And I do want to remind everyone when you see the… Because you look at the… “Oh, it’s at 4.18%.” You know that cash was underperforming during this period, like, well, that seems very reasonable. But realize it is very much leaning into those teaser rates and the bonuses and the free money that was given in on the front end of this product design that if we didn’t have that, it would have gotten at least 1% out of the performance. So that’s something to know, especially with all the, “You don’t lose money” conversations.
I think it’s important to understand that it’s easy to fall into the emotional trap of annuities like this one, especially when they promise guarantees and safety. However, as we’ve shown in this case, and as we’ve seen in many others, these products often fall far short of their promises. They have complex structures, they impose significant fees, and they can significantly limit your potential for growth. It’s essential to carefully consider the trade-offs between safety and potential return and understand the fine print and terms of these annuities before purchasing them.
Don’t fall for the fear-based selling tactics. Don’t be lured by the idea of guarantees if those guarantees come at the expense of substantial growth potential. Instead, focus on building a well-diversified investment portfolio that aligns with your financial goals, risk tolerance, and time horizon. If you’re concerned about market volatility, there are more transparent and cost-effective ways to manage risk without locking yourself into a complex and potentially unfavorable annuity product.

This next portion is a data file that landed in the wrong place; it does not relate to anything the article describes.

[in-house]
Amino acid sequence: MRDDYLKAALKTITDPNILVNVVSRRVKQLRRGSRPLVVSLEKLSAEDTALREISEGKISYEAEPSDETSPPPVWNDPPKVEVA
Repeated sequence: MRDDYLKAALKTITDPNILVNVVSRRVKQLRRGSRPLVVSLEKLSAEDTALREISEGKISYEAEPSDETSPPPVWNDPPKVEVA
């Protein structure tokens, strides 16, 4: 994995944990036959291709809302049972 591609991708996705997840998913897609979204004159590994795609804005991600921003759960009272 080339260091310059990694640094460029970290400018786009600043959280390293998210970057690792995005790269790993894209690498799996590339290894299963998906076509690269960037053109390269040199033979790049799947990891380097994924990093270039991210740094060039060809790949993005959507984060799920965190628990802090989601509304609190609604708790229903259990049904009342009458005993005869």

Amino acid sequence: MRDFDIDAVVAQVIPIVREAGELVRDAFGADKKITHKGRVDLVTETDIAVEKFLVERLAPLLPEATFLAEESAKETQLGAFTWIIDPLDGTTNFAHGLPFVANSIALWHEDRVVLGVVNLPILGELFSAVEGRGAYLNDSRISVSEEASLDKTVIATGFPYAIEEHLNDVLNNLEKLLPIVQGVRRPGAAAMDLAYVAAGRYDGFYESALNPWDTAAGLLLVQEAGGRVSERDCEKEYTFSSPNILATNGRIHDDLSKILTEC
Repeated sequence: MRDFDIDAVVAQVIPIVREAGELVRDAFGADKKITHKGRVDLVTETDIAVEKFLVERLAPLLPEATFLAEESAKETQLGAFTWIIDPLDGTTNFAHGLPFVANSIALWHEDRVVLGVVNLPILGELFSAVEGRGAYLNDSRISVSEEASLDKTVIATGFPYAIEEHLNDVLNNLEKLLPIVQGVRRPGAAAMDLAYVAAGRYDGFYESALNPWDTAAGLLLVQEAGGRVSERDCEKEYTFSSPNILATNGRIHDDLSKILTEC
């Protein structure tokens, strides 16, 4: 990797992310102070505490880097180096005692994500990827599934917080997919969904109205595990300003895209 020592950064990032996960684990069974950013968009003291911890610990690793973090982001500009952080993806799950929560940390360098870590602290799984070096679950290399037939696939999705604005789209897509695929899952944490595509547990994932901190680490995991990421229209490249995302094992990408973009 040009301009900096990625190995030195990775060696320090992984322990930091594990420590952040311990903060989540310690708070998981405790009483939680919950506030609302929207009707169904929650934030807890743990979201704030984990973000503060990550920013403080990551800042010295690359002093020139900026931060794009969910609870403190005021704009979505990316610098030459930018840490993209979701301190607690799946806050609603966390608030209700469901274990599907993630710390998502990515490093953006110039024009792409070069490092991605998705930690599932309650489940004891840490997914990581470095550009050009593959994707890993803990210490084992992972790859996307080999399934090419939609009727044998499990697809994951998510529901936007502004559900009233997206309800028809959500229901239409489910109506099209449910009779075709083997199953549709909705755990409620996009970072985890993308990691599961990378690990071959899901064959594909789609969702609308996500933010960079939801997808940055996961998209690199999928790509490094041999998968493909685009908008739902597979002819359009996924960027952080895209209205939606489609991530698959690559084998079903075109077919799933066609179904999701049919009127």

Brian, we are always on a mission to educate and empower our audience. And one of the best ways to do that is to share real-world examples like this one, where we can dissect and analyze these financial products and demonstrate their pros and cons. So thank you for diving into this Equity Indexed Annuity case study with me. It’s a valuable lesson for our audience, and I hope it helps them make more informed financial decisions. For more information, check out our free resources.